DJ Kicks DJ Kicks

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James Holden James HoldenDJ Kicks

8.6 / 10

James Holden  DJ Kicks !K7 / POPSTOCK!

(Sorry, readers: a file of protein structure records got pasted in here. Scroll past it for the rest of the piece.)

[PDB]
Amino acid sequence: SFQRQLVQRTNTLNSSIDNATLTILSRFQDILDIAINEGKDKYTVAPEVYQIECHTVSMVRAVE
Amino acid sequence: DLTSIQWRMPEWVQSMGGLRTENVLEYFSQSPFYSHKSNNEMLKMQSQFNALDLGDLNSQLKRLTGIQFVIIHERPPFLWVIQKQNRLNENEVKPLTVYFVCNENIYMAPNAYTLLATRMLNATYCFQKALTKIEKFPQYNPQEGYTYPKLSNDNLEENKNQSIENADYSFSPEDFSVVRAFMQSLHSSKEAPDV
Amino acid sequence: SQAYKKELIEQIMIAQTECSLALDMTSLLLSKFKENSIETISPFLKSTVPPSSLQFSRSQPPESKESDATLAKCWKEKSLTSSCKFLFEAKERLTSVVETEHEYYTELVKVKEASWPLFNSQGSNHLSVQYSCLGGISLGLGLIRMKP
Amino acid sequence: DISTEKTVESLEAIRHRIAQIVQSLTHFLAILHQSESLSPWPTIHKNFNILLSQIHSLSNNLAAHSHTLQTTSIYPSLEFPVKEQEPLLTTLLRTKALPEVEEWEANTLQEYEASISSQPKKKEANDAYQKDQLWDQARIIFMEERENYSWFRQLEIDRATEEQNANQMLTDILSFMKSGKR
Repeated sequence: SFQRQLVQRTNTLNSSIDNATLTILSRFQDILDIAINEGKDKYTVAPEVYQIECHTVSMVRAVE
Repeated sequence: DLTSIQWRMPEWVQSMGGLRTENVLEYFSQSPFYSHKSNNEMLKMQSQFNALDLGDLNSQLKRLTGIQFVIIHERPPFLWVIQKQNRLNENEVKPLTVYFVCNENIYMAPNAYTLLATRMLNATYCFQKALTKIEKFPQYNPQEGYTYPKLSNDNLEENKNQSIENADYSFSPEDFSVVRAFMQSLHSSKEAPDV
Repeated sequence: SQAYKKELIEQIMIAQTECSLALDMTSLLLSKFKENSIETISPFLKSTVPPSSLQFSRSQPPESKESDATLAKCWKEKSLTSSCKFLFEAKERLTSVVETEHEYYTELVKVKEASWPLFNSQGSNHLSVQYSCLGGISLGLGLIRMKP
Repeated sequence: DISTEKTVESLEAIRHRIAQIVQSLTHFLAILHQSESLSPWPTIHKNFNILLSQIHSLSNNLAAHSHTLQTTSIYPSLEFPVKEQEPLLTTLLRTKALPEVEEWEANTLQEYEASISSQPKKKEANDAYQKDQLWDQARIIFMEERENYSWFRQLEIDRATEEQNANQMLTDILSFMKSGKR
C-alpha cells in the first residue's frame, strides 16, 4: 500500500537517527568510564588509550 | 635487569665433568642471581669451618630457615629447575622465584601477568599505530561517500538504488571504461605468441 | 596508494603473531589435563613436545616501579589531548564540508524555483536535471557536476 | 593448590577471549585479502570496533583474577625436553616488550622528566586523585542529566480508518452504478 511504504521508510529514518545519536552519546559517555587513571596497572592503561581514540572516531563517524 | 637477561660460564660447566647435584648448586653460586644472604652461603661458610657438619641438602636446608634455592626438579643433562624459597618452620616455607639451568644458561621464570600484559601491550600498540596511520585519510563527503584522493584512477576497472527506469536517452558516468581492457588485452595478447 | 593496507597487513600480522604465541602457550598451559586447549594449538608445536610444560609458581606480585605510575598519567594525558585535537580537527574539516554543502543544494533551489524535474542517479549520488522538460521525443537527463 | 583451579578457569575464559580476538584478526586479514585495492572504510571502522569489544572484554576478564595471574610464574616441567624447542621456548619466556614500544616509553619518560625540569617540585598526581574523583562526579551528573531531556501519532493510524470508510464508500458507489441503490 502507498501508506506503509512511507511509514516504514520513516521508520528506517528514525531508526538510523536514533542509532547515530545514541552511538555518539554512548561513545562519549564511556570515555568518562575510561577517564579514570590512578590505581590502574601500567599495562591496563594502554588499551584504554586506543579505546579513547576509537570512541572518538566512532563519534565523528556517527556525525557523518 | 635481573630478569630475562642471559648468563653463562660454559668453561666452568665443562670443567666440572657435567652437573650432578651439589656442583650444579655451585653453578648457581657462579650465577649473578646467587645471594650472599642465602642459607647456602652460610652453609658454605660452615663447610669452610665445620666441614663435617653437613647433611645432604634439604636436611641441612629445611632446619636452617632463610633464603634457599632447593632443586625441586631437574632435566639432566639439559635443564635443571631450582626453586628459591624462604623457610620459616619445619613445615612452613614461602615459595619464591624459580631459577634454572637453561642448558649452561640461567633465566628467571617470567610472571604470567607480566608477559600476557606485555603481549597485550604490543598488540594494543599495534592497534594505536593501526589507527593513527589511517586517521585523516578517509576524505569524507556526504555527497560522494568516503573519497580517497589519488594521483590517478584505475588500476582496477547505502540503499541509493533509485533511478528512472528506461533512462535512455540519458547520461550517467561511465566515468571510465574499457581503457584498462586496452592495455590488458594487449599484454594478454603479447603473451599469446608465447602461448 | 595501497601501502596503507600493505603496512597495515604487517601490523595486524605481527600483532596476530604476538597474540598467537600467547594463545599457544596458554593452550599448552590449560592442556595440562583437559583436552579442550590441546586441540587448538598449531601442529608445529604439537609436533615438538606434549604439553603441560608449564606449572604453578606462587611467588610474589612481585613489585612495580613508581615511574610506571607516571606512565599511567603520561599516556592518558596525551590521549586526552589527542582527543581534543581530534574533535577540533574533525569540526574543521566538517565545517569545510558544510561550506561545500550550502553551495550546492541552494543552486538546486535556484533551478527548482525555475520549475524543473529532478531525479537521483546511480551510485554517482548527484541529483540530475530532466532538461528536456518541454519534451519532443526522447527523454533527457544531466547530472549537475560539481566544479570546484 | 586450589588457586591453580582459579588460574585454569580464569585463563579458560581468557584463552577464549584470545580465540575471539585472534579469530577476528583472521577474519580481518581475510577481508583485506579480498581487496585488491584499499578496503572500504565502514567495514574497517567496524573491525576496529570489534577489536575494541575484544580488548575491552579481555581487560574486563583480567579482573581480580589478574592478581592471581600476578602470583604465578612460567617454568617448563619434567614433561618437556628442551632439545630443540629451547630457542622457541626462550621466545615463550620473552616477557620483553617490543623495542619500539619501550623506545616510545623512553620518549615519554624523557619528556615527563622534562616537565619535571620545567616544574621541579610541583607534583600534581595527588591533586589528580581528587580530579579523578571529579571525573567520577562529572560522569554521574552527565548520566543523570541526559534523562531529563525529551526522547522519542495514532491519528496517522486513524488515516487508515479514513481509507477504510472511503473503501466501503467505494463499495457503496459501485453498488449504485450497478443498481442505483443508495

It’s already been more than three years since “The Idiots Are Winning” (Border Community, 2006) came out, a highly valuable album, daring and carefully made, which some insisted on unfairly underrating. And it’s been a bit less than three since that remix for “The Sun Never Sets” (Kieran Hebden + Steve Reid), the last commission Holden accepted – excepting a remix for Mercury Rev that nobody seconded, and which might have ended half-heartedly. After that came a year’s sabbatical that has ended up being nearly four and a long period of silence, reflection, and re-thinking his place in the techno scene, destined to work as an editor. Border Community is still putting out good records, far removed now from the media hype that pressured them so much in the mid-noughties, and he now agrees to DJ at clubs where he knows that they will treat him well. Meanwhile, Holden has dedicated himself to working, composing, reinventing himself and reappearing like new in this mix that takes over from the masterful “At the Controls” (Resist, 2006) in his own particular collection of canned DJ-sets. It has been so long that he already seems not to matter, as if Holden were a shadow that we don’t want to remember. But this man managed to change the course of club music with only two pieces, “A Break in the Clouds” (2003) and the remix of “The Sky Was Pink” for Nathan Fake, and if he wanted to, he could do it again. He apparently come back from his spiritual retreat with new music that will start to flow soon. He is supposed to have a new LP under his arm, the album that will reach the consensus that “The Idiots Are Winning” didn’t. So let the re-conquering begin.Let’s go back to 2007. “The Sun Never Sets” was a surprise for those of us who were following Holden—it was an incursion into psychedelics and space music from arrhythmic IDM. It might be that even Four Tet began considering changing his sound—the sound of “Ringer” later softened in a sunbath in “There Is Love In You”– entirely based on this remix that recovered the influence of krautrock with motorik rhythms and the shower of cosmic sounds that were then still very scattered throughout the underground, taken out of context, far from their zeitgeist, and with good results; no one suspected yet that one year later, Lindstrom would put out an album that would change the laws of electronic pop sound. Now we have a “DJ Kicks” that sounds like all of this: motorik and kosmische, outer-space psychedelics, and techno dislocated in time and space. The best thing of all is that it doesn’t resort to excessive revival sources and it has Holden’s touch in the production: those boxes that shake the sound like a jingle bell, the digital plug-ins and organ texture, the arabesque of melody, the soft delays and mix of albums based on the tonal scale of the melody instead of following the cadence of the drums. As already took place in that memorable “Balance 005, ”James takes advantage of the CD-mix format to play all of this amazing music that doesn’t appear on the charts of the trendy artists, that isn’t on sale at Beatport, and even music that some would put in on an Animal Collective remix at most, because it comes from the indie sphere. Holden recovers Eric Copeland via “Auto Dimmer” to intensify the central psychedelic block of the mix, which could never pass through the hands of many DJ’s, so locked into their typical sounds.Holden shows that he is listening. Had you ever heard of Grackle, Maserati or Lukas Nystrand before? He has, and he makes the cosmic sequencing that marks the stages of “Disco” (Musiccargo remix) and “No More Sages” put the motor into first gear, racing towards unknown territory, in this mix where every name obligates you to raise an eyebrow: a first song for the exhausted Piano Magic? And it turns out that “Wintersport / Cross Country,” with its sound of a horse and cart on a gravel road, is the cosmic introduction that the album needs. Toxic Mordant Music so soon? Yes, but with “Olde Wobbly,” which has the drum beats on low, helping to structure the session like a mountain stage in a bicycle race, or like buying on the stock market on an agitated day: with non-stop rises and falls, but in an orderly manner, making you listen carefully and with headphones. It is easy to get lost among the double sound mirrors that Holden sets up throughout the trip; it is even easier for the brain to disconnect because of the avalanche of information and calmed-down baroque quality of the pieces put together here as if it were a great post-cosmic symphony. But look him straight in the eye, without blinking, without fear—come into his game, and you will hear fabulous things: the bells and sounds of glass in Caribou ’s “Lemon Yoghourt,” the ten minutes of Holden’s unpublished remix for Mogwai “The Sun Smells Too Loud” : a fit of indecisive breaks, stylophones, and cosmic airs with 90’s texture, sort of like the Holden equivalent of “The Girl with the Sun in her Head” by Orbital . There are also hypnagogic references in MIT , in “Rauch (Luke Abbott Remix),” Arp ( “Potentialities”), and Lucky Dragons ( “Open Melody,” with plenty of wood noises), and especially a peak moment that makes you suspect that it’s true, that what Holden has composed during his years of retreat will leave you with your mouth hanging open. In the decisive moment of the mix, between rising and falling, and preparing an ending bordering on pop and library music –check out that contrast– Holden lets loose with his special song for the session, “Triangle Folds”: a waterfall of melodies, thick-grain analogue textures, deconstructed techno, cosmic music reinvented from the womb of IDM, a feeling of living in a new world – is it Pandora from “Avatar”?—all from an in-depth perspective. And all of this is so good, so refreshing, such an anticipation of Holden’s artistic rebirth (I hope), that you even forget about how bad he looks on the cover. That fringe could get him banged up, without a doubt, but what is inside his head shines and sparkles like the explosion of a galaxy. Javier Blánquez